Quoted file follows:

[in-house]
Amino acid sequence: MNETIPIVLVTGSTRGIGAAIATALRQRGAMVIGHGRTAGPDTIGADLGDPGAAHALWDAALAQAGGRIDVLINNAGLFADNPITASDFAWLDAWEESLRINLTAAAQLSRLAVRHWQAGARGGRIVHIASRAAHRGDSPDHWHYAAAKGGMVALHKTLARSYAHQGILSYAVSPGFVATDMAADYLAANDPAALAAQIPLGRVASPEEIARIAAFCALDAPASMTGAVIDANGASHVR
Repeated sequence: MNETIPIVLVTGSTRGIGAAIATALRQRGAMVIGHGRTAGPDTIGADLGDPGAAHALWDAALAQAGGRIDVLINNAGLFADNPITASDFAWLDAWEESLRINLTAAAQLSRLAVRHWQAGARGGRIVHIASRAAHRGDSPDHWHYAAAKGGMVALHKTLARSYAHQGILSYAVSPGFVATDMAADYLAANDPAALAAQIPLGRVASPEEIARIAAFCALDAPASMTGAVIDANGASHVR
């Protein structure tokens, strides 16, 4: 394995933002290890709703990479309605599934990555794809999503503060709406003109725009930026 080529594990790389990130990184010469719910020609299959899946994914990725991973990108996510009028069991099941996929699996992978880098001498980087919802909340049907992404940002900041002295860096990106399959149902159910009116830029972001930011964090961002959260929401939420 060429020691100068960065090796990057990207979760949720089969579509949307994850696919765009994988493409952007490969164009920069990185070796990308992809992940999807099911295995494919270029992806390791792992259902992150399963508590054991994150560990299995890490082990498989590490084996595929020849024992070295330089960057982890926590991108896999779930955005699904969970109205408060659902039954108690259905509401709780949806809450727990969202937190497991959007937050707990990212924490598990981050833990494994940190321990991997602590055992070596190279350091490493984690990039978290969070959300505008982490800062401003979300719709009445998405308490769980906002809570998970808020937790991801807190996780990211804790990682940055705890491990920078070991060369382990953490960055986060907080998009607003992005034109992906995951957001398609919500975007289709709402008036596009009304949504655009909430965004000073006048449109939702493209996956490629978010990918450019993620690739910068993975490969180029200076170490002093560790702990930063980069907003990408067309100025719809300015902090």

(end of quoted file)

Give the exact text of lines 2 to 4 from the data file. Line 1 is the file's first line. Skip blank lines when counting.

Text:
Amino acid sequence: MNETIPIVLVTGSTRGIGAAIATALRQRGAMVIGHGRTAGPDTIGADLGDPGAAHALWDAALAQAGGRIDVLINNAGLFADNPITASDFAWLDAWEESLRINLTAAAQLSRLAVRHWQAGARGGRIVHIASRAAHRGDSPDHWHYAAAKGGMVALHKTLARSYAHQGILSYAVSPGFVATDMAADYLAANDPAALAAQIPLGRVASPEEIARIAAFCALDAPASMTGAVIDANGASHVR
Repeated sequence: MNETIPIVLVTGSTRGIGAAIATALRQRGAMVIGHGRTAGPDTIGADLGDPGAAHALWDAALAQAGGRIDVLINNAGLFADNPITASDFAWLDAWEESLRINLTAAAQLSRLAVRHWQAGARGGRIVHIASRAAHRGDSPDHWHYAAAKGGMVALHKTLARSYAHQGILSYAVSPGFVATDMAADYLAANDPAALAAQIPLGRVASPEEIARIAAFCALDAPASMTGAVIDANGASHVR
């Protein structure tokens, strides 16, 4: 394995933002290890709703990479309605599934990555794809999503503060709406003109725009930026 080529594990790389990130990184010469719910020609299959899946994914990725991973990108996510009028069991099941996929699996992978880098001498980087919802909340049907992404940002900041002295860096990106399959149902159910009116830029972001930011964090961002959260929401939420 060429020691100068960065090796990057990207979760949720089969579509949307994850696919765009994988493409952007490969164009920069990185070796990308992809992940999807099911295995494919270029992806390791792992259902992150399963508590054991994150560990299995890490082990498989590490084996595929020849024992070295330089960057982890926590991108896999779930955005699904969970109205408060659902039954108690259905509401709780949806809450727990969202937190497991959007937050707990990212924490598990981050833990494994940190321990991997602590055992070596190279350091490493984690990039978290969070959300505008982490800062401003979300719709009445998405308490769980906002809570998970808020937790991801807190996780990211804790990682940055705890491990920078070991060369382990953490960055986060907080998009607003992005034109992906995951957001398609919500975007289709709402008036596009009304949504655009909430965004000073006048449109939702493209996956490629978010990918450019993620690739910068993975490969180029200076170490002093560790702990930063980069907003990408067309100025719809300015902090």